|M.Sc Student||Yam Maor|
|Subject||Wind-Tunnel Investigation of Two Dimensional Sails|
|Department||Department of Aerospace Engineering||Supervisors||Professor Rimon Arieli|
|Dr. Baruch Karlean|
|Full Thesis text - in Hebrew|
Sails are used to provide motive power to maritime vessels by creating lift and drag. Inertial forces acting on sail elements are not negligible compared to forces imposed by the fluid, and significant shape changes occur due to flow conditions. Two-dimensional flexible sail-wings were investigated in a wind-tunnel at 20 m/s. The purpose of the work was to evaluate the applied data acquisition and processing method, and to analyze the sail-profile shape for four cloth-slack and three cloth-permeability values at pitch-angles between 0° and 23°. All sail types were tested without changes in the setup. Integral lift, drag and pitch moment acting on a model were measured using a tiltable rigid frame on a tripod balance and then converted to aerodynamic coefficients. Measurements accuracy and repeatability were suitable for comparative investigation.
Sail-profile at mid-span was illuminated and acquired using a high-speed video camera. Calibrated projective transformation obviated the need for a geodetic survey and for exact camera parameters estimation. Profile image was extracted from each frame of each run and processed by in-house custom-made software. Estimated profile shape resolution was better than 0.05% of chord. Average profile for all frames in each run was calculated and subtracted from that set. Setup design and processing software proved to be accurate, fast, robust, and economical.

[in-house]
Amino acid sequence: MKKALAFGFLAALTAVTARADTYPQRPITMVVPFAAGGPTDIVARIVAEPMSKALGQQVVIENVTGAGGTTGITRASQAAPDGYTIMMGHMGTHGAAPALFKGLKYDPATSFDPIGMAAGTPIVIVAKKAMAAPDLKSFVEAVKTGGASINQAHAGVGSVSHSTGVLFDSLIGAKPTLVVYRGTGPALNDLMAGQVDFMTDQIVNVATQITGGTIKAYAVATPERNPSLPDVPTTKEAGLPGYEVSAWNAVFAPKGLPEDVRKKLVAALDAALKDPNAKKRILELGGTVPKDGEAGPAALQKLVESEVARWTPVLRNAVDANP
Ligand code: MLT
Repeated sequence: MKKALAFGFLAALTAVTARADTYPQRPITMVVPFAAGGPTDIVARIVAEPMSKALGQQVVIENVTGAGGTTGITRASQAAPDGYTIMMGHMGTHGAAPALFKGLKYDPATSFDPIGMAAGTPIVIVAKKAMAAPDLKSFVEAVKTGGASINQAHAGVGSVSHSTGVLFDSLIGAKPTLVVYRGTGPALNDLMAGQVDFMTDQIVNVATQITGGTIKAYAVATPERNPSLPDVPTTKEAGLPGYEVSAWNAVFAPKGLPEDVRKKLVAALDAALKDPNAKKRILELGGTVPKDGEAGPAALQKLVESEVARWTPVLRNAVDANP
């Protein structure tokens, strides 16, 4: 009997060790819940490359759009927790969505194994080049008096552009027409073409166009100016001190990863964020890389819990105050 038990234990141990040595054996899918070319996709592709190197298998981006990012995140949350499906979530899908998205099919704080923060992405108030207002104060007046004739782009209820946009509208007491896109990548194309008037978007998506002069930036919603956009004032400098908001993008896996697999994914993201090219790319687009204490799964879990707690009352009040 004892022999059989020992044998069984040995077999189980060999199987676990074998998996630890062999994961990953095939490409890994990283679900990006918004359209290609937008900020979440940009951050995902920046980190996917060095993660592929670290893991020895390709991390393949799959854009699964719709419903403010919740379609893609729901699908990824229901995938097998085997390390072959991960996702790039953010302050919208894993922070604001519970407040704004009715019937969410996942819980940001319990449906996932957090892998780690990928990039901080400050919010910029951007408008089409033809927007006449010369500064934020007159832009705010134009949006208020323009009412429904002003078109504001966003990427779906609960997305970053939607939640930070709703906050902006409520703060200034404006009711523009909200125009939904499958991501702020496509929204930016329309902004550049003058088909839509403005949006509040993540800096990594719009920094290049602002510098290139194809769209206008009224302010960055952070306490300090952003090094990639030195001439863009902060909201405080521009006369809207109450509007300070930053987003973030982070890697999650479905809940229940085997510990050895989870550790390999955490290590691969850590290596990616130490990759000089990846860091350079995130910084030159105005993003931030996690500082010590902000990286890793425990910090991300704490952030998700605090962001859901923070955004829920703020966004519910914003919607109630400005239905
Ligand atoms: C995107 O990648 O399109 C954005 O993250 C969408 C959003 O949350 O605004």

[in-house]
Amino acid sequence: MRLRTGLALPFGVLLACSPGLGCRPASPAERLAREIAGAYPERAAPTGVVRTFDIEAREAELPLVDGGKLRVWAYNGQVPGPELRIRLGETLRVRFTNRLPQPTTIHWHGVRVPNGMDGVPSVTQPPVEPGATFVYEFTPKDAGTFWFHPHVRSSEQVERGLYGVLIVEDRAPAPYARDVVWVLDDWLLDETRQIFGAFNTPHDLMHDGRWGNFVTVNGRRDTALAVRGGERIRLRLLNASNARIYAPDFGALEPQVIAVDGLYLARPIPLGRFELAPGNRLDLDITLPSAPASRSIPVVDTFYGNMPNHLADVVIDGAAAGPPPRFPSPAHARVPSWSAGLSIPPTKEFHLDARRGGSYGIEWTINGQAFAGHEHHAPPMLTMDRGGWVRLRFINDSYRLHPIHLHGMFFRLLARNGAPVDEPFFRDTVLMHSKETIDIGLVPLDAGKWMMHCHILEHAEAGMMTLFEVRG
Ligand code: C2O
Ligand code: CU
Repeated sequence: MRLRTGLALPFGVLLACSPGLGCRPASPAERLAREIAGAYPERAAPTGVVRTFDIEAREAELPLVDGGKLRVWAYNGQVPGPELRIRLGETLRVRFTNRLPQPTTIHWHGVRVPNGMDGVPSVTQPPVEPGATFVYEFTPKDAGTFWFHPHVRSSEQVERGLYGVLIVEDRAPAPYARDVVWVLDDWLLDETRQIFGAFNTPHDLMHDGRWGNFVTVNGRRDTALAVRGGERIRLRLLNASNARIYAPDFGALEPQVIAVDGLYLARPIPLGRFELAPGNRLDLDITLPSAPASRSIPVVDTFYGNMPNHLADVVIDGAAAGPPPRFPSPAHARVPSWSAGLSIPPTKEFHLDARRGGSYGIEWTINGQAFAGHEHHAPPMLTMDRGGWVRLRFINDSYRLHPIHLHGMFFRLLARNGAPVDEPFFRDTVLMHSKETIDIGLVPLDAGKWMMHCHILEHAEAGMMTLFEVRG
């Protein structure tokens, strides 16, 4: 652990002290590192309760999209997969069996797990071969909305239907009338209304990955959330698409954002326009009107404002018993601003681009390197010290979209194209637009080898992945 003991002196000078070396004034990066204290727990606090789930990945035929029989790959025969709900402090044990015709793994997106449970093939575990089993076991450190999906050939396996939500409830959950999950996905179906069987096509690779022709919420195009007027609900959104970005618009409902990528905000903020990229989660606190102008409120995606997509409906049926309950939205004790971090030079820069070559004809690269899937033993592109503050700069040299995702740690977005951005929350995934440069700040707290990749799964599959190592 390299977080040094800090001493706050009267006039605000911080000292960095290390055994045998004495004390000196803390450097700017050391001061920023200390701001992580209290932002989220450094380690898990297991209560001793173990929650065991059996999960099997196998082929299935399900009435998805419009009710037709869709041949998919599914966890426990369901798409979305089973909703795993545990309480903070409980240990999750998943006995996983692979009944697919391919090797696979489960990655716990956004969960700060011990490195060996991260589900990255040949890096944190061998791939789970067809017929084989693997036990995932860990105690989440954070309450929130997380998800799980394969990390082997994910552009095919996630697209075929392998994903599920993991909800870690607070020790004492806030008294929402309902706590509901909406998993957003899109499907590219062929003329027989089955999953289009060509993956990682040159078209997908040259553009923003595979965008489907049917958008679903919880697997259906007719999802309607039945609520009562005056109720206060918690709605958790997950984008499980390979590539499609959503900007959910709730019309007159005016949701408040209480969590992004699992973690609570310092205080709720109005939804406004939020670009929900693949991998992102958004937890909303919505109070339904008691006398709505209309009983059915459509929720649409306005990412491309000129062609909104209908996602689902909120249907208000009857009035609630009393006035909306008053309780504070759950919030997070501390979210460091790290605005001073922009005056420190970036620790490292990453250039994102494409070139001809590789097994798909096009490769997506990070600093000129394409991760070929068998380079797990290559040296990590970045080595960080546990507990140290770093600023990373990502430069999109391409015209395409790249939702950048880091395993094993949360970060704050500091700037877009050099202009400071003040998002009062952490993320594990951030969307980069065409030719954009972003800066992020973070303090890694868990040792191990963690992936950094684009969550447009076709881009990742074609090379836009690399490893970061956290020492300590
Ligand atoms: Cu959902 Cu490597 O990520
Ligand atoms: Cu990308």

Three regions of sail behavior were identified: small pitch angles with loose sail, random shape changes, and high measurement noise; mid-range pitch angles with taut sail, small vibrations, and low measurement noise; high pitch angles with taut sail, a distinct standing wave around the average profile, and high measurement noise.
Vibration amplitude and frequency varied with flow velocity. Increased cloth-permeability decreases lift and pitching-moment, also increases drag. It also shifts the center of pressure and the maximum camber location backwards, and diminishes the ‘standing-wave’ phenomenon, probably as seepage flow disrupts the structure of vortex shedding. Increase in cloth-slack increases the value of all aerodynamic coefficients, shifts both the center of pressure and the location of maximum camber backwards, and enhances the dynamic phenomena.
A fixed ratio between the standing wave frequency and the flooding flow velocity, meaning a constant Strouhal number, implies vortex shedding over a static geometry, and sets the relation of cause-and-effect between vortex shedding and standing wave vibrations.
Future research should require better resolution of pitch angles, quantifying levels of cloth permeability, and applying methods of flow visualization.